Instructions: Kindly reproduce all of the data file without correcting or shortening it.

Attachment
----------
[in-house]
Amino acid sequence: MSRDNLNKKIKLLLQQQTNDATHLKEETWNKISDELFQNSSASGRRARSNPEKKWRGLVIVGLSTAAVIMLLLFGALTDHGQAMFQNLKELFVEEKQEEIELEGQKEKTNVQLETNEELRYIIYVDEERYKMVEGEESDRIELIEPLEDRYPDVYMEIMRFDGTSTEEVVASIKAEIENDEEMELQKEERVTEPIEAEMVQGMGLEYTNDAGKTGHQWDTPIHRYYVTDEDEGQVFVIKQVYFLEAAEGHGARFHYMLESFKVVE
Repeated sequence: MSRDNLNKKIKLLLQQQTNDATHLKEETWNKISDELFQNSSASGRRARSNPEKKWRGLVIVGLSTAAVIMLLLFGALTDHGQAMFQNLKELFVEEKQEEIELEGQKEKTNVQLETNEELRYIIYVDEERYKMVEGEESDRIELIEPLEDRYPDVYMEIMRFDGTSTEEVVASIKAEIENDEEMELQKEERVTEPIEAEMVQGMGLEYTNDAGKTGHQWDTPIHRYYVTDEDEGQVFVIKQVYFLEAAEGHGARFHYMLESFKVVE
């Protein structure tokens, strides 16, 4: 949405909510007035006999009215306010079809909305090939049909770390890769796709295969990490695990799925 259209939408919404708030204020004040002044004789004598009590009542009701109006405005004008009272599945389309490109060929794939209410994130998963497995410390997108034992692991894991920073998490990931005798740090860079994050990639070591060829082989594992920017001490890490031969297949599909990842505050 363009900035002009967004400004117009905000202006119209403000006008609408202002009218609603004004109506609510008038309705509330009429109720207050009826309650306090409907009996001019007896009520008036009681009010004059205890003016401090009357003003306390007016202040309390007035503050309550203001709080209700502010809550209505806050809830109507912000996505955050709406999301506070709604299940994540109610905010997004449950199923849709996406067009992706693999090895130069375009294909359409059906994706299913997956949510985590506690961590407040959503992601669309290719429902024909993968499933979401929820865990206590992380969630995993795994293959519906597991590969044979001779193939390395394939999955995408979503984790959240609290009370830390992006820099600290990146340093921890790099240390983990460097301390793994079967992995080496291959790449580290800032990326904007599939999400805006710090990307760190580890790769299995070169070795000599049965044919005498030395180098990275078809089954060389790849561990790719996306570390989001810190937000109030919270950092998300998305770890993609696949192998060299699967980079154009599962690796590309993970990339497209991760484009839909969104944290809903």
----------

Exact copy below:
[in-house]
Amino acid sequence: MSRDNLNKKIKLLLQQQTNDATHLKEETWNKISDELFQNSSASGRRARSNPEKKWRGLVIVGLSTAAVIMLLLFGALTDHGQAMFQNLKELFVEEKQEEIELEGQKEKTNVQLETNEELRYIIYVDEERYKMVEGEESDRIELIEPLEDRYPDVYMEIMRFDGTSTEEVVASIKAEIENDEEMELQKEERVTEPIEAEMVQGMGLEYTNDAGKTGHQWDTPIHRYYVTDEDEGQVFVIKQVYFLEAAEGHGARFHYMLESFKVVE
Repeated sequence: MSRDNLNKKIKLLLQQQTNDATHLKEETWNKISDELFQNSSASGRRARSNPEKKWRGLVIVGLSTAAVIMLLLFGALTDHGQAMFQNLKELFVEEKQEEIELEGQKEKTNVQLETNEELRYIIYVDEERYKMVEGEESDRIELIEPLEDRYPDVYMEIMRFDGTSTEEVVASIKAEIENDEEMELQKEERVTEPIEAEMVQGMGLEYTNDAGKTGHQWDTPIHRYYVTDEDEGQVFVIKQVYFLEAAEGHGARFHYMLESFKVVE
């Protein structure tokens, strides 16, 4: 949405909510007035006999009215306010079809909305090939049909770390890769796709295969990490695990799925 259209939408919404708030204020004040002044004789004598009590009542009701109006405005004008009272599945389309490109060929794939209410994130998963497995410390997108034992692991894991920073998490990931005798740090860079994050990639070591060829082989594992920017001490890490031969297949599909990842505050 363009900035002009967004400004117009905000202006119209403000006008609408202002009218609603004004109506609510008038309705509330009429109720207050009826309650306090409907009996001019007896009520008036009681009010004059205890003016401090009357003003306390007016202040309390007035503050309550203001709080209700502010809550209505806050809830109507912000996505955050709406999301506070709604299940994540109610905010997004449950199923849709996406067009992706693999090895130069375009294909359409059906994706299913997956949510985590506690961590407040959503992601669309290719429902024909993968499933979401929820865990206590992380969630995993795994293959519906597991590969044979001779193939390395394939999955995408979503984790959240609290009370830390992006820099600290990146340093921890790099240390983990460097301390793994079967992995080496291959790449580290800032990326904007599939999400805006710090990307760190580890790769299995070169070795000599049965044919005498030395180098990275078809089954060389790849561990790719996306570390989001810190937000109030919270950092998300998305770890993609696949192998060299699967980079154009599962690796590309993970990339497209991760484009839909969104944290809903």